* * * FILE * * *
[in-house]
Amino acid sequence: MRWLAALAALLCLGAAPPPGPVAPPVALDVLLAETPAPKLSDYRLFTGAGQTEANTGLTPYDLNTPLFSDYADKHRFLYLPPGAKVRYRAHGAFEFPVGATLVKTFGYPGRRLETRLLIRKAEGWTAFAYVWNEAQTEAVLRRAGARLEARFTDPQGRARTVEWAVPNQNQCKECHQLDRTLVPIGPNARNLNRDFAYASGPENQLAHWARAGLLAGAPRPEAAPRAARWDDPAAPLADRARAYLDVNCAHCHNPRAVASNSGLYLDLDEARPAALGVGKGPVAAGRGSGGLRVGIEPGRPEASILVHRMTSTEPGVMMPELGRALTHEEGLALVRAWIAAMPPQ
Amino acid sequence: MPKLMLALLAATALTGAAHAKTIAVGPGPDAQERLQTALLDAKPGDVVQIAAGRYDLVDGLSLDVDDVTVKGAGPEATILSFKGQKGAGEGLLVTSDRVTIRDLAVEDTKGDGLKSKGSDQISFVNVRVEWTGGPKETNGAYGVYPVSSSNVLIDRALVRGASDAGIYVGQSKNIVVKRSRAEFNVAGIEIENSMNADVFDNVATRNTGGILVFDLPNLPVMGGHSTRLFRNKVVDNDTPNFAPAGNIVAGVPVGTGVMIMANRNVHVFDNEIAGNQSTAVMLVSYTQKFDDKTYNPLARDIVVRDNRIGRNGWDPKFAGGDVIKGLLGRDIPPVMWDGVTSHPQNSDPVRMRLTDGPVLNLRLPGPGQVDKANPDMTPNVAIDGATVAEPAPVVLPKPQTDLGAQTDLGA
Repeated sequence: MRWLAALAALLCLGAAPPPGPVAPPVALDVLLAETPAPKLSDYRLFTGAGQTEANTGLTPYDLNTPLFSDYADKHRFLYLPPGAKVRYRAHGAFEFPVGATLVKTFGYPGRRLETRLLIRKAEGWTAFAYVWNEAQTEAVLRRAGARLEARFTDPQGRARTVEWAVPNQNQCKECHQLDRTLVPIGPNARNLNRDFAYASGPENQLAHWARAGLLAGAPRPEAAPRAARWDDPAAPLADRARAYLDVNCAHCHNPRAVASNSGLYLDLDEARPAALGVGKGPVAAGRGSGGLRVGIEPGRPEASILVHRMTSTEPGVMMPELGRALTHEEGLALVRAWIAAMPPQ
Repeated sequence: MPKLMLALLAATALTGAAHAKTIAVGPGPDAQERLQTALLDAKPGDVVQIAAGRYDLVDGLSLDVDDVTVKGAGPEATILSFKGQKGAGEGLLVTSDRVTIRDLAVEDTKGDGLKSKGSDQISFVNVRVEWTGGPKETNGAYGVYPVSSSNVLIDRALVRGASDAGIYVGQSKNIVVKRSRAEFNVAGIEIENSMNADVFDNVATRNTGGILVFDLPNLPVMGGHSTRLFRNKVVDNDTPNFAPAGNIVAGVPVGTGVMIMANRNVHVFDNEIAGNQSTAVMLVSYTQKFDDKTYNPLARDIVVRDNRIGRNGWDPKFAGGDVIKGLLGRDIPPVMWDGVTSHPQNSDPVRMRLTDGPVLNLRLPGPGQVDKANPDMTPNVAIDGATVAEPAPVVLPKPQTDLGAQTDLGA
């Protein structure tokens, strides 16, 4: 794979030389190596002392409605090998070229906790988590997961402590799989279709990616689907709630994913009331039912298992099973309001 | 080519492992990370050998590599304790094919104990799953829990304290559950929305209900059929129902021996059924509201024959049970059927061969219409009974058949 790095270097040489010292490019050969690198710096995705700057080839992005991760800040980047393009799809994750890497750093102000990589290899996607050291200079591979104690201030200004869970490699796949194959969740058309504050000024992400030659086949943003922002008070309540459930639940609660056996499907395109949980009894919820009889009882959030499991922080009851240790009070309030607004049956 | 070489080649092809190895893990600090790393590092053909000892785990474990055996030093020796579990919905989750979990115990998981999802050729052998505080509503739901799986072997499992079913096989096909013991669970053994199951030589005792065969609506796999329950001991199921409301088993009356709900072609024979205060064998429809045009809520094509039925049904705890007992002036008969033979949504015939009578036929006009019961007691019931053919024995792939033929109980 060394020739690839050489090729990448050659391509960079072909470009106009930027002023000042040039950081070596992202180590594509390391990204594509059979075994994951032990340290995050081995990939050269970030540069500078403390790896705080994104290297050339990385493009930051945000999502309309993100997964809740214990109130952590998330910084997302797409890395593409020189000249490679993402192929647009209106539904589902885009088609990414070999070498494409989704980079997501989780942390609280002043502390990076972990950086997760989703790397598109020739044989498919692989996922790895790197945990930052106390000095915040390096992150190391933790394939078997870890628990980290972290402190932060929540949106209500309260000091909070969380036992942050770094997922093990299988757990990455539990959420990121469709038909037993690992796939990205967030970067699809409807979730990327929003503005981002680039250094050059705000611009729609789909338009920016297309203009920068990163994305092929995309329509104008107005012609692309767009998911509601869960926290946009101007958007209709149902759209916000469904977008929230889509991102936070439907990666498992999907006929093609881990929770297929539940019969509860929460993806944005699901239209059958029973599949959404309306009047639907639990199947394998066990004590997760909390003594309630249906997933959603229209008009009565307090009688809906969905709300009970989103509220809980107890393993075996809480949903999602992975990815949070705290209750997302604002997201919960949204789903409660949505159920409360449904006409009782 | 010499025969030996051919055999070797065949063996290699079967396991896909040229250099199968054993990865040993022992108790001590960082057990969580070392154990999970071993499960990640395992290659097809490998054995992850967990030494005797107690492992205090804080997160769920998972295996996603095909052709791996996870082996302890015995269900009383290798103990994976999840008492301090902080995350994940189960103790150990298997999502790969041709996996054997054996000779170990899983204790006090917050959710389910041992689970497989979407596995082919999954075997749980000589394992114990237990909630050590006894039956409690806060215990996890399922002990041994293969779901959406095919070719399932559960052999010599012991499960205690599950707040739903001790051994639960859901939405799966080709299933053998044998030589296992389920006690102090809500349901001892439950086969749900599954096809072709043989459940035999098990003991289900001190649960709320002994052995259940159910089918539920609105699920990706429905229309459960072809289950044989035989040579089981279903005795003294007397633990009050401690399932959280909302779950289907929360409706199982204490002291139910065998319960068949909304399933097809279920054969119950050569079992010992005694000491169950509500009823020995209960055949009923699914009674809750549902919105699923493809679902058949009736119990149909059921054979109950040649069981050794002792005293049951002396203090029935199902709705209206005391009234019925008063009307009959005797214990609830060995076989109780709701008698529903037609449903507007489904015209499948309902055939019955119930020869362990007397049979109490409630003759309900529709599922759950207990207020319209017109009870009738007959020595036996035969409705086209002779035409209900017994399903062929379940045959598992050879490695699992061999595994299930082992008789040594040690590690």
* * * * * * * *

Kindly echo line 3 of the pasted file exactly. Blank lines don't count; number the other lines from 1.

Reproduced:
Amino acid sequence: MPKLMLALLAATALTGAAHAKTIAVGPGPDAQERLQTALLDAKPGDVVQIAAGRYDLVDGLSLDVDDVTVKGAGPEATILSFKGQKGAGEGLLVTSDRVTIRDLAVEDTKGDGLKSKGSDQISFVNVRVEWTGGPKETNGAYGVYPVSSSNVLIDRALVRGASDAGIYVGQSKNIVVKRSRAEFNVAGIEIENSMNADVFDNVATRNTGGILVFDLPNLPVMGGHSTRLFRNKVVDNDTPNFAPAGNIVAGVPVGTGVMIMANRNVHVFDNEIAGNQSTAVMLVSYTQKFDDKTYNPLARDIVVRDNRIGRNGWDPKFAGGDVIKGLLGRDIPPVMWDGVTSHPQNSDPVRMRLTDGPVLNLRLPGPGQVDKANPDMTPNVAIDGATVAEPAPVVLPKPQTDLGAQTDLGA